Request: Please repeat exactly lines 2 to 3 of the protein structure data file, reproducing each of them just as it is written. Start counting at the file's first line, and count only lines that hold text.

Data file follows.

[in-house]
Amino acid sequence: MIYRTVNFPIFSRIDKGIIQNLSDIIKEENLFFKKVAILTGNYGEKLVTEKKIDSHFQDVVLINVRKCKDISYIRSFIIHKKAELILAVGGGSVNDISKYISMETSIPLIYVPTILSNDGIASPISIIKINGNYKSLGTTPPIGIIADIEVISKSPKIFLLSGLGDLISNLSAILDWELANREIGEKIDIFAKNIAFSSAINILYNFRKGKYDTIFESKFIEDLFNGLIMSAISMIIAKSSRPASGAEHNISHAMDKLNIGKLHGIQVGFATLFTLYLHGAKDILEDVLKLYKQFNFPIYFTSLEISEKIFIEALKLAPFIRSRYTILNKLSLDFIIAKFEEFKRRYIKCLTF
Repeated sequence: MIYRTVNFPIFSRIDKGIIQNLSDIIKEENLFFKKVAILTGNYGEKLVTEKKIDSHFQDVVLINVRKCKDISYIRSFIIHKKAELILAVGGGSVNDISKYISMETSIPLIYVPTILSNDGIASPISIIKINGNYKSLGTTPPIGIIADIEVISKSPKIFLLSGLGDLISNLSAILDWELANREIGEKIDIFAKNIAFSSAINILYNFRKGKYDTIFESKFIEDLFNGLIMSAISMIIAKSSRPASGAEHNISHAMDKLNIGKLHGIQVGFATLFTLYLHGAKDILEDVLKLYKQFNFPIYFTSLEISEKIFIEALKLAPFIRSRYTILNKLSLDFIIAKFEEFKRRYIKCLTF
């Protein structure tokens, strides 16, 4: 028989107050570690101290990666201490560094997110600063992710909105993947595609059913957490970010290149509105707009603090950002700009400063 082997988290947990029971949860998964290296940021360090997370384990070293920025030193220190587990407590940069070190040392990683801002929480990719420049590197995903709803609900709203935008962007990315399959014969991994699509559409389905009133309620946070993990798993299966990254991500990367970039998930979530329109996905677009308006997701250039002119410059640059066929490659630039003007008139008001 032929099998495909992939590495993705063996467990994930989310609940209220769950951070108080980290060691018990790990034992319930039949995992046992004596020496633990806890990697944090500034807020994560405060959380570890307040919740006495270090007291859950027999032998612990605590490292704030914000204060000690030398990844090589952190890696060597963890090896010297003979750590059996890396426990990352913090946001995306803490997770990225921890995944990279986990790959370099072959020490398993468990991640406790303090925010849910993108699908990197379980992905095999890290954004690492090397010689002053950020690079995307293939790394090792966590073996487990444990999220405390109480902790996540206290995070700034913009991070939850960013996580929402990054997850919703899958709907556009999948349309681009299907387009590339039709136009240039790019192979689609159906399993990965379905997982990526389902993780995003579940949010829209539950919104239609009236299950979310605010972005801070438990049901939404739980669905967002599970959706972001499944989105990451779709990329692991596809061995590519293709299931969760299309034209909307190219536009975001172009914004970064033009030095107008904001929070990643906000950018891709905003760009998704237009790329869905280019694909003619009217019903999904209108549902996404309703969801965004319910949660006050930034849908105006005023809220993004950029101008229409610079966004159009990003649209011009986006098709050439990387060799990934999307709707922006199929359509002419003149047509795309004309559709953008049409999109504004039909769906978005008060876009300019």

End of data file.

Amino acid sequence: MIYRTVNFPIFSRIDKGIIQNLSDIIKEENLFFKKVAILTGNYGEKLVTEKKIDSHFQDVVLINVRKCKDISYIRSFIIHKKAELILAVGGGSVNDISKYISMETSIPLIYVPTILSNDGIASPISIIKINGNYKSLGTTPPIGIIADIEVISKSPKIFLLSGLGDLISNLSAILDWELANREIGEKIDIFAKNIAFSSAINILYNFRKGKYDTIFESKFIEDLFNGLIMSAISMIIAKSSRPASGAEHNISHAMDKLNIGKLHGIQVGFATLFTLYLHGAKDILEDVLKLYKQFNFPIYFTSLEISEKIFIEALKLAPFIRSRYTILNKLSLDFIIAKFEEFKRRYIKCLTF
Repeated sequence: MIYRTVNFPIFSRIDKGIIQNLSDIIKEENLFFKKVAILTGNYGEKLVTEKKIDSHFQDVVLINVRKCKDISYIRSFIIHKKAELILAVGGGSVNDISKYISMETSIPLIYVPTILSNDGIASPISIIKINGNYKSLGTTPPIGIIADIEVISKSPKIFLLSGLGDLISNLSAILDWELANREIGEKIDIFAKNIAFSSAINILYNFRKGKYDTIFESKFIEDLFNGLIMSAISMIIAKSSRPASGAEHNISHAMDKLNIGKLHGIQVGFATLFTLYLHGAKDILEDVLKLYKQFNFPIYFTSLEISEKIFIEALKLAPFIRSRYTILNKLSLDFIIAKFEEFKRRYIKCLTF